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Archive for November, 2009

PostHeaderIcon Networking: bibles and bumper stickers need not apply

Warning: Sarcasm ahead 😉

I had 2 networking groups yesterday with two very different experiences. The first was “great” group that a client has asked me several times to go to. It was not too far from me (about 30 minutes I figured) and she endorsed how wonderful it was. Good enough for me – and she wouldn’t be there so I’d be her replacement. Great. Right?

Oy. It actually took me an hour to get there. I’ve been spoiled by working at home and traffic is horrendous going that direction from my house – then I hit this horrible fog and it just wasn’t a good trip. I picked up a friend on the way. We arrived about 10 minutes late and they had just started introductions. So far, seemed like a friendly enough group. All smiles, not put out by having to stop for a few minutes while we apologize for being late and introduced ourselves. Awesome, right?

The first guy introduced himself and the question on the floor was basically “what ties, if any, do you have to a veteran” since it was Vet’s Day on Wednesday. No problem, I thought – whew! I hate talking at these things and my husband was in the Navy, so score! I have something to say! (big sigh of relief). Right?

The 2nd guy… he goes on a small political rant about the ceremony at Fort Hood and how different politically-sided presidents were allowed to be greeted by the soldiers (apparently, there is are different rules for sitting Presidents than past). Whatever. Another person pointed it out to him and he kept going on. At that point, I didn’t care, they all needed to move on – I just really thought it wasn’t the venue for this discussion. Whatever it was, it was so beyond inappropriate, in my opinion. He was obviously very young and very conservative. I’m mid-age and very liberal. Whatever, I don’t care. Some of my best friends and team members are opposite of my views. It doesn’t matter and we don’t talk about it because it just doesn’t matter and no one is going to change their minds and well – it’s business.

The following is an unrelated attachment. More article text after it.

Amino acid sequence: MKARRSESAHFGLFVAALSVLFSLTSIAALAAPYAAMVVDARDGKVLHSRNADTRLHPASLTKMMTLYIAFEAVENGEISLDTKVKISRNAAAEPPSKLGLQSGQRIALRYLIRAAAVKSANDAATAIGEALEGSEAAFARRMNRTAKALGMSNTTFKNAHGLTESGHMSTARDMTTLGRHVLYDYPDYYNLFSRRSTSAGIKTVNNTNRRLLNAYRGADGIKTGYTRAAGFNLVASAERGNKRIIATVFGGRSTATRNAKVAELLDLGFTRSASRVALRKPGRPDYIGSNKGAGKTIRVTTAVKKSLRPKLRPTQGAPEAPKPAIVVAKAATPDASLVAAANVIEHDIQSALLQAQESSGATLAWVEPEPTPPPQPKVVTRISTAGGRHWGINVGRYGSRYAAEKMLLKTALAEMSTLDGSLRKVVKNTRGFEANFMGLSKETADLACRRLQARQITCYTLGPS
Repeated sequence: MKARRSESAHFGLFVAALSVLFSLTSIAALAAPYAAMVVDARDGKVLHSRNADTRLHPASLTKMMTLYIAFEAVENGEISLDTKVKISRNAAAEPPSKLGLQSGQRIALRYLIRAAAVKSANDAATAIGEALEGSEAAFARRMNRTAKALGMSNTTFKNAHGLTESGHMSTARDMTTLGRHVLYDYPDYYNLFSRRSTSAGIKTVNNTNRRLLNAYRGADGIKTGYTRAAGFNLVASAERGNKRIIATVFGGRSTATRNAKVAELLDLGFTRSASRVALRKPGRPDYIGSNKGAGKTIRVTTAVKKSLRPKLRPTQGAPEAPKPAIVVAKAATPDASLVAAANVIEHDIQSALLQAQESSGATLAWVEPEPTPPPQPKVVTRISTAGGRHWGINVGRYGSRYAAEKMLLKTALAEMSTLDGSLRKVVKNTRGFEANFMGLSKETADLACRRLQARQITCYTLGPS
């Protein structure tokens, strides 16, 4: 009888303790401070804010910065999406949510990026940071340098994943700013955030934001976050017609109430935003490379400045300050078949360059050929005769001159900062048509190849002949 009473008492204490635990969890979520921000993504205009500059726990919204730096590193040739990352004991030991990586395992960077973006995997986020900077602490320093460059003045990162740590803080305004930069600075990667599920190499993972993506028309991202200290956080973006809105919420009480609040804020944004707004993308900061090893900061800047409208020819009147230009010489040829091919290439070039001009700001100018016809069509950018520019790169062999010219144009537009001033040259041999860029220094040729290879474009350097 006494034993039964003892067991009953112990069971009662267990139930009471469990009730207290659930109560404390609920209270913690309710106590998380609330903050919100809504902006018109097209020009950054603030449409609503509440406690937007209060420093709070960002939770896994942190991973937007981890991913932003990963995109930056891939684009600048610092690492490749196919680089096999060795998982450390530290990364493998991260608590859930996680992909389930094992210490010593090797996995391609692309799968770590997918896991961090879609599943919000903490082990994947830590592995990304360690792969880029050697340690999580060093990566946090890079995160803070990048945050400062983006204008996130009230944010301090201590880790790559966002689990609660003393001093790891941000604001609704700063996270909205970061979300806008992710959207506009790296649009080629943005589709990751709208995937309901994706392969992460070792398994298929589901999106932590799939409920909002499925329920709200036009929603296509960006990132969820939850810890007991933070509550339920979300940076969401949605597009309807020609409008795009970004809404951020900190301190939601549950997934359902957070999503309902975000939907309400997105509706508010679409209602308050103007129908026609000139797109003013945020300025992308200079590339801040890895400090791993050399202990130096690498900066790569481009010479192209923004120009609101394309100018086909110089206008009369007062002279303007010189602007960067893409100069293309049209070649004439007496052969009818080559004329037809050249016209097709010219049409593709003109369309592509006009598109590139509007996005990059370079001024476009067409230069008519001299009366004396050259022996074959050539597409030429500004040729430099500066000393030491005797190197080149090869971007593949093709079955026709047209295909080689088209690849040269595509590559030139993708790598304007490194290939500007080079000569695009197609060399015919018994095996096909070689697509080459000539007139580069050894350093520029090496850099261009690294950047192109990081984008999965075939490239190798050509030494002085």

The rest of the intros went fine. Again, that guy I really didn’t see as a representation of the group. He’s young and probably all hyped up about political stuff. He’ll figure it out as he gets older. At least I hope.

But then the presentation started. The presenter was there to talk about adoption. She runs an adoption agency. I thought it wasn’t really my bag or something I would expect to see at a business networking group, but I figured I would learn something new and well, that usually makes it worth it. But she lost me pretty quickly when she started out by telling us to keep our hearts open to god for these children. And then several times mentioned that they were looking for good “Christian homes” for these children and mentioned a few churches. Had it not been my first meeting I would have asked if Buddhist, Jewish and other religion homes were excluded. Had I really wanted to show what a smart ass I can be, I would have proclaimed myself Muslim and watched Christian Home lady and Obama Basher’s heads explode together. *laugh*

My point is this… is it me or was both of those probably not appropriate for a networking event? I can see the adoption thing, I mean, it’s her business and she was looking for ideas from the group. But do you feel that God and politics have a place in networking? (For the record, it was held at a cafe, not a church). Is it just me?

Bottom line for me is that while I don’t think it’s the group – I think we just hit it on a very odd day (surely that is not normal!) – I don’t think I’ll be going back. The hour drive to get there once per week really is just too much. It did, however, motivate me to find another networking group besides my usual monthly one. Just a little closer to home.

————-

Speaking of which, my next networking group of the day was my usual Austin Virtual Assistants one. (If you are a VA in Austin, you really should join us – we’ve been together for over FIVE YEARS now!). No, we aren’t always exactly politically correct and we make jokes and we give each other honest (and sometimes brutal – for instance, one lady’s logo – it totally looked like a bug – poor thing had to change it) feedback. But we have that kind of closeness and trust that I think is very important to me in networking. And, yes, we leave our bibles and bumper stickers at home.

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